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What is the best way to teach your team about Lean?

What is the best way to teach your team about Lean?

Because our website provides such a wide range of Lean training materials, this is one of the most common questions that I am asked. The flexibility of our training modules means that instructors have to make more decisions about how to put all the materials to use.

I tend to answer this question with a question. In response, I ask, “What are you trying to accomplish?” The style of training should be dependent upon the results you are seeking.

In general, there are two typical purposes of training.

  1. Just in time training to accomplish a specific task. In this situation, the training matches a specific need. A package might be assembled to train a kaizen team immediately before their project. Leaders may also teach targeted individuals as they are assigned work. As an example, an individual may be given 5S training prior to organizing a print area, or they may receive kanban training in order to get the area’s materials in order. This type of training may be delivered to individuals or to teams, and may be taught by a designated instructor or by a leader in a mentor being role.
  2. Workforce development training. This type of training is much more generic in nature. Instruction is provided to team members without a specific task or project in mind. For example, leadership training may be offered to individuals who would like, at some point, to become supervisors or managers. Problem-solving training also falls into this category. It is a good skill for members of a team to possess. This type of training can vary substantially in its formality. Some companies develop a corporate university with detailed programs of instruction. Others might train subjects during brownbag lunch sessions. In some cases, basic skills might even be taught during morning standup meetings.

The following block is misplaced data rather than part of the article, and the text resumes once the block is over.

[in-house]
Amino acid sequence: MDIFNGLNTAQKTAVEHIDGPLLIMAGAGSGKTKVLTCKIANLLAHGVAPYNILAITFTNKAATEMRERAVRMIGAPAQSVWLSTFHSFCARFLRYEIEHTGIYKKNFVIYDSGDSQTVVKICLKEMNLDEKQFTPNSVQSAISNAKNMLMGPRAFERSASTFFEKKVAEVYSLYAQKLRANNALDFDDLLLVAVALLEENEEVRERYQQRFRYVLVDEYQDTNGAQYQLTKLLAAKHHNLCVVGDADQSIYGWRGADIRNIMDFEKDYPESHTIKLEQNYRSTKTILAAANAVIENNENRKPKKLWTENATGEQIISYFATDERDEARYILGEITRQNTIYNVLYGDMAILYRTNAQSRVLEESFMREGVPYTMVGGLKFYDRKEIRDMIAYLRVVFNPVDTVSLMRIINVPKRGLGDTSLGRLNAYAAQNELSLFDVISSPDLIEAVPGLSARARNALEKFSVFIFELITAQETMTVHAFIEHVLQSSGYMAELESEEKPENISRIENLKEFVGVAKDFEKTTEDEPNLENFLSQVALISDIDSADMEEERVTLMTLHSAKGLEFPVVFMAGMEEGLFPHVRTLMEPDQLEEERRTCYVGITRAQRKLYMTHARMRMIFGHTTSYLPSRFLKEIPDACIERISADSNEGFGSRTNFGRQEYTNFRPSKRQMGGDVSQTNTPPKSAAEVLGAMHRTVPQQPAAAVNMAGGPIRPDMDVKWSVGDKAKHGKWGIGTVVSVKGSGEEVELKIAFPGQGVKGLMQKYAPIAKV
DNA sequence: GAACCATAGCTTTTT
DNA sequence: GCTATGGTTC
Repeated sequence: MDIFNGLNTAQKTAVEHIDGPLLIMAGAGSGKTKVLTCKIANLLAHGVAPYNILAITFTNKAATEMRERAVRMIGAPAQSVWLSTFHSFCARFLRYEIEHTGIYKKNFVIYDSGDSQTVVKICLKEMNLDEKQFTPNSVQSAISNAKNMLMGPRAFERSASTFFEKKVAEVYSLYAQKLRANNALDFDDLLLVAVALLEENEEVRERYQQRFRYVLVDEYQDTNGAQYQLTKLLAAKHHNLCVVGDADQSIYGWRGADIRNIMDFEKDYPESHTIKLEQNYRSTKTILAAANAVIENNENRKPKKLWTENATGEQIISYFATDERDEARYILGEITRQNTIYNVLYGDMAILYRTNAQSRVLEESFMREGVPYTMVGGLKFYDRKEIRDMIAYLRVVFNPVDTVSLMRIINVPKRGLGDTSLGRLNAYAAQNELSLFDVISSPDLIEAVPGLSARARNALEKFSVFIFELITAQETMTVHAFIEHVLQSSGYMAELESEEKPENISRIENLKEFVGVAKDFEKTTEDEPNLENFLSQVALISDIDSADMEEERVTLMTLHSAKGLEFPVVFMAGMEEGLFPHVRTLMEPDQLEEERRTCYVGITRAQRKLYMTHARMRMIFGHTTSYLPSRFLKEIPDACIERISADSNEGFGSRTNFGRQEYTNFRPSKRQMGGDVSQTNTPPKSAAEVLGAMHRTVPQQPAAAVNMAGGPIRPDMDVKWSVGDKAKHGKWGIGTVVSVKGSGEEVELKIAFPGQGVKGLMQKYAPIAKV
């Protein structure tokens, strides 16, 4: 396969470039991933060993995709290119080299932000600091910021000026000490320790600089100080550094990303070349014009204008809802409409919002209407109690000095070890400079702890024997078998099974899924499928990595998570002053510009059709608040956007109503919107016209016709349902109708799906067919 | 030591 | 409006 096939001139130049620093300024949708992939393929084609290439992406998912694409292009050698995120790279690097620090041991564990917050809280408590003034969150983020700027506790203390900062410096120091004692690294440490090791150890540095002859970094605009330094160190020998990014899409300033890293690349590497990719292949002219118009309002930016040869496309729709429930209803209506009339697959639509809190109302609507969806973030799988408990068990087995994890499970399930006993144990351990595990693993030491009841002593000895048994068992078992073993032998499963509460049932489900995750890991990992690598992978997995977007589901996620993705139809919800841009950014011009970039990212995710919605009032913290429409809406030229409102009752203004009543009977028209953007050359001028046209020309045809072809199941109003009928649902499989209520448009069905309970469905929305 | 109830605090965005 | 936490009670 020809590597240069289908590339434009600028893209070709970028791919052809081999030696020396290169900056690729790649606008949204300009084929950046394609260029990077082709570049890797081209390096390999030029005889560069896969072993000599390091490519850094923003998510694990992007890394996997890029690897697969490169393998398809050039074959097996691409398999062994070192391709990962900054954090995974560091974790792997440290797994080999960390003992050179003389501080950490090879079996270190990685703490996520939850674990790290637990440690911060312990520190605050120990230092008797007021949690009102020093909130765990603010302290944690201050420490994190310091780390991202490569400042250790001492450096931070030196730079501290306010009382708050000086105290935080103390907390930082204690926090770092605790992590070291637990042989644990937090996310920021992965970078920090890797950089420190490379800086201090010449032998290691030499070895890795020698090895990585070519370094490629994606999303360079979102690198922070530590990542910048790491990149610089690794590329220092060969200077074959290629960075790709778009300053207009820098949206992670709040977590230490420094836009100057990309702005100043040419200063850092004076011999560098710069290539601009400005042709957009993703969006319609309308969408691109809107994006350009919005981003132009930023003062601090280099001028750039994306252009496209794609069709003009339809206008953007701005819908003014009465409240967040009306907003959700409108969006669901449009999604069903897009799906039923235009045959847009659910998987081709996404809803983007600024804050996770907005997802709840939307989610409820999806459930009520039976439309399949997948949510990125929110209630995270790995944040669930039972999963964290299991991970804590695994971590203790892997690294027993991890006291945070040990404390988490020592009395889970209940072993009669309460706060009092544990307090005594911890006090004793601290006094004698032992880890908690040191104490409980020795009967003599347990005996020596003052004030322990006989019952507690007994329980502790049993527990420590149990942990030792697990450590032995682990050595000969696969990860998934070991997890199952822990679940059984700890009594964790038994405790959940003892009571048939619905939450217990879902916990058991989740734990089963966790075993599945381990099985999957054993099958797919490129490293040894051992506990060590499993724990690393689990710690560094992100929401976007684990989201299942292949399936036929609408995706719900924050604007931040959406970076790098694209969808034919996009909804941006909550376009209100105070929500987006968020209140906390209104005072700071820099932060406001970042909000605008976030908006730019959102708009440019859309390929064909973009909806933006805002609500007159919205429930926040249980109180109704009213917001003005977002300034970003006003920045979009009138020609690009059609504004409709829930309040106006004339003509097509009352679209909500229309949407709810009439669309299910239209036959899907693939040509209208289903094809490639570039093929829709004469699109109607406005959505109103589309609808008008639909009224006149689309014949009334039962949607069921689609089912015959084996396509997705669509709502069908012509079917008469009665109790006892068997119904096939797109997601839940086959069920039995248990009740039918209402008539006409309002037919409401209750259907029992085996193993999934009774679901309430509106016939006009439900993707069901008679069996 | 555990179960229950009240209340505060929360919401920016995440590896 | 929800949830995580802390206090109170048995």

So, when establishing a training plan, deciding why you want particular individuals trained is a good place to start. The next logical step is to identify a curriculum that matches that need. At that point is important to determine if the trainees’ leaders have the skills to teach the materials themselves, or if an expert needs to be brought in.

Finally, the instructors need to create a schedule and select the methodology of the training. This will depend in large part upon the existing skills of the trainees and how deeply the topic will be covered.

Some key points to keep in mind…

  • Consider whether classes should be arranged by skill levels, or if it makes sense to have a mixture of talent. In the latter case, the more experienced students can act as mentors.
  • Try to use hands-on exercises whenever possible.
  • Poorly done on-the-job training can create poor habits; well-managed on-the-job training in conjunction with an experienced teacher can be highly effective.
  • Check your instructors to make sure your organization is giving a consistent message.
  • Try to use same training materials throughout the organization. This is especially important if there is a lot of internal mobility.
  • For some topics, lectures can be effective. For most Lean materials, though small instructor to student ratios are more effective.
  • Your organization should strive to be self-sufficient in its training efforts. Stay away from external instructors that will not allow you to use their materials down the road.

 

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